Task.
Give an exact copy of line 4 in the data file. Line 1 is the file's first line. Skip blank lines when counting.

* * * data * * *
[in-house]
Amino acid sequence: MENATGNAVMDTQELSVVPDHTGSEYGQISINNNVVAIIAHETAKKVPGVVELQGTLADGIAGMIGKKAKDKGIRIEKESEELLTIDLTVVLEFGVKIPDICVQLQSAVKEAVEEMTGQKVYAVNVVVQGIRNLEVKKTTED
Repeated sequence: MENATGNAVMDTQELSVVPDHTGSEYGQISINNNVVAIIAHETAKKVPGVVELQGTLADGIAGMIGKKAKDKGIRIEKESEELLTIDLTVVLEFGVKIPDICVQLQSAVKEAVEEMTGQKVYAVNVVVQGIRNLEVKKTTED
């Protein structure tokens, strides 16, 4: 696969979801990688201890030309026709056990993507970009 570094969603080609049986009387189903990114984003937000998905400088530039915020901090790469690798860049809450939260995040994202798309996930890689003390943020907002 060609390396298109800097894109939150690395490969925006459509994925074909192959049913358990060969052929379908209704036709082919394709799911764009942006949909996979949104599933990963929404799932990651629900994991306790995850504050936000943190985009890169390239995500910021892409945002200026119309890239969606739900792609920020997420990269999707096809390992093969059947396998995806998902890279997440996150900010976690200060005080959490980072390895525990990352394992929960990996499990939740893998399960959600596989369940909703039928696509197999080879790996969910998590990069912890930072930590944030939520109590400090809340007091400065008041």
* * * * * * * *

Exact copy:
């Protein structure tokens, strides 16, 4: 696969979801990688201890030309026709056990993507970009 570094969603080609049986009387189903990114984003937000998905400088530039915020901090790469690798860049809450939260995040994202798309996930890689003390943020907002 060609390396298109800097894109939150690395490969925006459509994925074909192959049913358990060969052929379908209704036709082919394709799911764009942006949909996979949104599933990963929404799932990651629900994991306790995850504050936000943190985009890169390239995500910021892409945002200026119309890239969606739900792609920020997420990269999707096809390992093969059947396998995806998902890279997440996150900010976690200060005080959490980072390895525990990352394992929960990996499990939740893998399960959600596989369940909703039928696509197999080879790996969910998590990069912890930072930590944030939520109590400090809340007091400065008041």